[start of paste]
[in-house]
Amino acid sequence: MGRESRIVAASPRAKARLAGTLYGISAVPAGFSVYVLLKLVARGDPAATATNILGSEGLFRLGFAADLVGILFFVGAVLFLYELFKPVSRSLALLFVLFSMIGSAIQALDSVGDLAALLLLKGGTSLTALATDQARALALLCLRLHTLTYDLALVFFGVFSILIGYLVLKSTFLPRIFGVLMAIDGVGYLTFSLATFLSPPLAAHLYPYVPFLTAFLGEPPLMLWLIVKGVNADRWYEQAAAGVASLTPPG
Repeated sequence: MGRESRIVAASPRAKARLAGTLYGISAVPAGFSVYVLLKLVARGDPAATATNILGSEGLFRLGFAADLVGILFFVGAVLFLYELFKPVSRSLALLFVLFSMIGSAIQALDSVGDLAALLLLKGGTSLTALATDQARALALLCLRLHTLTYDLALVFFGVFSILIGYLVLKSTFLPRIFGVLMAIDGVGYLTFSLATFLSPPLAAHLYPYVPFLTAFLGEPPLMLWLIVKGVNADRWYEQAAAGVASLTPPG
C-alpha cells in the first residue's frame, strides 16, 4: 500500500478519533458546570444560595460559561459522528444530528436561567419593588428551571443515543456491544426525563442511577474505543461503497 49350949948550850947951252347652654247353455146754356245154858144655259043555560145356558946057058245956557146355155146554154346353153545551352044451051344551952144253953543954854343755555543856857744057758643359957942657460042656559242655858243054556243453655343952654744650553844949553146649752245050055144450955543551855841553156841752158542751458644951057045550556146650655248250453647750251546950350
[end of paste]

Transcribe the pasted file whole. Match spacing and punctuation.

[in-house]
Amino acid sequence: MGRESRIVAASPRAKARLAGTLYGISAVPAGFSVYVLLKLVARGDPAATATNILGSEGLFRLGFAADLVGILFFVGAVLFLYELFKPVSRSLALLFVLFSMIGSAIQALDSVGDLAALLLLKGGTSLTALATDQARALALLCLRLHTLTYDLALVFFGVFSILIGYLVLKSTFLPRIFGVLMAIDGVGYLTFSLATFLSPPLAAHLYPYVPFLTAFLGEPPLMLWLIVKGVNADRWYEQAAAGVASLTPPG
Repeated sequence: MGRESRIVAASPRAKARLAGTLYGISAVPAGFSVYVLLKLVARGDPAATATNILGSEGLFRLGFAADLVGILFFVGAVLFLYELFKPVSRSLALLFVLFSMIGSAIQALDSVGDLAALLLLKGGTSLTALATDQARALALLCLRLHTLTYDLALVFFGVFSILIGYLVLKSTFLPRIFGVLMAIDGVGYLTFSLATFLSPPLAAHLYPYVPFLTAFLGEPPLMLWLIVKGVNADRWYEQAAAGVASLTPPG
C-alpha cells in the first residue's frame, strides 16, 4: 500500500478519533458546570444560595460559561459522528444530528436561567419593588428551571443515543456491544426525563442511577474505543461503497 49350949948550850947951252347652654247353455146754356245154858144655259043555560145356558946057058245956557146355155146554154346353153545551352044451051344551952144253953543954854343755555543856857744057758643359957942657460042656559242655858243054556243453655343952654744650553844949553146649752245050055144450955543551855841553156841752158542751458644951057045550556146650655248250453647750251546950350